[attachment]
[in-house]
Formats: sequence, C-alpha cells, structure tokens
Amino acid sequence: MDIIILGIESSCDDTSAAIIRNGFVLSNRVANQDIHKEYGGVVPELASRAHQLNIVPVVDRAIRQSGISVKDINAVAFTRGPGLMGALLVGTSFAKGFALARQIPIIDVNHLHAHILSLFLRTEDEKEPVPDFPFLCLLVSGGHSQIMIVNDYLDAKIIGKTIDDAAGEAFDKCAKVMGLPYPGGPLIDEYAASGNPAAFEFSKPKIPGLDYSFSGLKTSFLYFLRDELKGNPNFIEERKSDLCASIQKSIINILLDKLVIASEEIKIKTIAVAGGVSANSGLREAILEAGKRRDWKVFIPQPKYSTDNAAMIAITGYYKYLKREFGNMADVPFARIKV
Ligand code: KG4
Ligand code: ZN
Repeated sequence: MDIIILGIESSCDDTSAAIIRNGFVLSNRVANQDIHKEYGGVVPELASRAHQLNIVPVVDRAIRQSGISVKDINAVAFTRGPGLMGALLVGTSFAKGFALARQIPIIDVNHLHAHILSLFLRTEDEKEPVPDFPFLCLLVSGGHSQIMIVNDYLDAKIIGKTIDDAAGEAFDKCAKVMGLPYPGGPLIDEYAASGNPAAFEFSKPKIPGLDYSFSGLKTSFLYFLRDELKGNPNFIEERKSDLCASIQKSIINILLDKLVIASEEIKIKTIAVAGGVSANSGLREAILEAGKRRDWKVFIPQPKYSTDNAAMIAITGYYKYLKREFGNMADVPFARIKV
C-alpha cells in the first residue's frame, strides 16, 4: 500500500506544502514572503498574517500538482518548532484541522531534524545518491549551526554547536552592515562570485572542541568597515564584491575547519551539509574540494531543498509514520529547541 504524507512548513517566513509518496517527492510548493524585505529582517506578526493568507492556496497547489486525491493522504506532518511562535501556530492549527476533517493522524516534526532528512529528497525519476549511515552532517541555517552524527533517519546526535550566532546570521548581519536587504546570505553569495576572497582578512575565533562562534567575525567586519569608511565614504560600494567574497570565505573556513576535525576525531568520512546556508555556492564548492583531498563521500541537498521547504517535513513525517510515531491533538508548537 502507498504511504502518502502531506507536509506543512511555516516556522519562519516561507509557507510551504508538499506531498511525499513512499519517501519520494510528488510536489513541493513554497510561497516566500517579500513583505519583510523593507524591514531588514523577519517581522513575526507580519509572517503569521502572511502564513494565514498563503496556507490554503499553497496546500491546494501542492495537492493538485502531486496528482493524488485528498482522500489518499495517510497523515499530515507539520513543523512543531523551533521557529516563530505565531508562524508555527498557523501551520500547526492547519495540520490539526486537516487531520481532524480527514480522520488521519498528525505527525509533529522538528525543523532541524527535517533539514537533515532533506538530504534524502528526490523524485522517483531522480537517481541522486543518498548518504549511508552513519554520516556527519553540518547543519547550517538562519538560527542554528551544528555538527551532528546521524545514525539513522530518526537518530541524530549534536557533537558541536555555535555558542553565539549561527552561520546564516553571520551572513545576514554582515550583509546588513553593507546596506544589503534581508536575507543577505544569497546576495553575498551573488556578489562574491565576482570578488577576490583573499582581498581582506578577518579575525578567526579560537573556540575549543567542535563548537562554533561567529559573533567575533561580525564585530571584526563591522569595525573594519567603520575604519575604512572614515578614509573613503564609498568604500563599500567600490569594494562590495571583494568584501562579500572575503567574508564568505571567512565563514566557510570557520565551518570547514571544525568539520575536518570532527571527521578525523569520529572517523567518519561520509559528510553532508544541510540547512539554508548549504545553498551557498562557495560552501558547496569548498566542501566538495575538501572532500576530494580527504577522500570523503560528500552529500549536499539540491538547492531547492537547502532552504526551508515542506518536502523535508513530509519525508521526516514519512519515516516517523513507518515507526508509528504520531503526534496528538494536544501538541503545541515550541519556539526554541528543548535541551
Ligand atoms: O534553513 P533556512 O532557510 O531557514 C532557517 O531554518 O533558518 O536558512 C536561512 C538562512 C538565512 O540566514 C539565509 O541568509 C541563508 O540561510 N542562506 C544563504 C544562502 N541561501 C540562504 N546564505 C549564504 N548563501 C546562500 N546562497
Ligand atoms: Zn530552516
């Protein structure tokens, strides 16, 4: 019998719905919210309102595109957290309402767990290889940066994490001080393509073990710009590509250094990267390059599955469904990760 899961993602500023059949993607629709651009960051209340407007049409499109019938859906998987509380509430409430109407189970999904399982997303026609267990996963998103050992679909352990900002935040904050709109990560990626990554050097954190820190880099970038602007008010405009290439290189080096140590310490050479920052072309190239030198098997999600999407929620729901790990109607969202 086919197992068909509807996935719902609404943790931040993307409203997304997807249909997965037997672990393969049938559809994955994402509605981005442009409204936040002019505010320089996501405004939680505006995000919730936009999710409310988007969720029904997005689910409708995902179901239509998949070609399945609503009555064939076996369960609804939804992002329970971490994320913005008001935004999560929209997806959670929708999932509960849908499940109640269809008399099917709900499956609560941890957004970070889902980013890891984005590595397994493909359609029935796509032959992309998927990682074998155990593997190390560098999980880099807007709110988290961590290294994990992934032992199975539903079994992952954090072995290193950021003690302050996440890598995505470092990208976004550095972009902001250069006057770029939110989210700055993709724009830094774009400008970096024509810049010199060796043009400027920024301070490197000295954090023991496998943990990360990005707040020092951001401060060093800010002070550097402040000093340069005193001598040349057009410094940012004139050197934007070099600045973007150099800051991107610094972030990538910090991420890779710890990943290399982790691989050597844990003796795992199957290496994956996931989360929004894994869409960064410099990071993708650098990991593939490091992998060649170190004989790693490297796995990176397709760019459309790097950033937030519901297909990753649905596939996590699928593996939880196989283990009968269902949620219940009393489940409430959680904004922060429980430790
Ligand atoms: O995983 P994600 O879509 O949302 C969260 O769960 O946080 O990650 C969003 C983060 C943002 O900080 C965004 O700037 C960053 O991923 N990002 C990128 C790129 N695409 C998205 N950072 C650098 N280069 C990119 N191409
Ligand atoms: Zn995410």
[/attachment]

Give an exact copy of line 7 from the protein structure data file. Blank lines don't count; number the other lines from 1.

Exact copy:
C-alpha cells in the first residue's frame, strides 16, 4: 500500500506544502514572503498574517500538482518548532484541522531534524545518491549551526554547536552592515562570485572542541568597515564584491575547519551539509574540494531543498509514520529547541 504524507512548513517566513509518496517527492510548493524585505529582517506578526493568507492556496497547489486525491493522504506532518511562535501556530492549527476533517493522524516534526532528512529528497525519476549511515552532517541555517552524527533517519546526535550566532546570521548581519536587504546570505553569495576572497582578512575565533562562534567575525567586519569608511565614504560600494567574497570565505573556513576535525576525531568520512546556508555556492564548492583531498563521500541537498521547504517535513513525517510515531491533538508548537 502507498504511504502518502502531506507536509506543512511555516516556522519562519516561507509557507510551504508538499506531498511525499513512499519517501519520494510528488510536489513541493513554497510561497516566500517579500513583505519583510523593507524591514531588514523577519517581522513575526507580519509572517503569521502572511502564513494565514498563503496556507490554503499553497496546500491546494501542492495537492493538485502531486496528482493524488485528498482522500489518499495517510497523515499530515507539520513543523512543531523551533521557529516563530505565531508562524508555527498557523501551520500547526492547519495540520490539526486537516487531520481532524480527514480522520488521519498528525505527525509533529522538528525543523532541524527535517533539514537533515532533506538530504534524502528526490523524485522517483531522480537517481541522486543518498548518504549511508552513519554520516556527519553540518547543519547550517538562519538560527542554528551544528555538527551532528546521524545514525539513522530518526537518530541524530549534536557533537558541536555555535555558542553565539549561527552561520546564516553571520551572513545576514554582515550583509546588513553593507546596506544589503534581508536575507543577505544569497546576495553575498551573488556578489562574491565576482570578488577576490583573499582581498581582506578577518579575525578567526579560537573556540575549543567542535563548537562554533561567529559573533567575533561580525564585530571584526563591522569595525573594519567603520575604519575604512572614515578614509573613503564609498568604500563599500567600490569594494562590495571583494568584501562579500572575503567574508564568505571567512565563514566557510570557520565551518570547514571544525568539520575536518570532527571527521578525523569520529572517523567518519561520509559528510553532508544541510540547512539554508548549504545553498551557498562557495560552501558547496569548498566542501566538495575538501572532500576530494580527504577522500570523503560528500552529500549536499539540491538547492531547492537547502532552504526551508515542506518536502523535508513530509519525508521526516514519512519515516516517523513507518515507526508509528504520531503526534496528538494536544501538541503545541515550541519556539526554541528543548535541551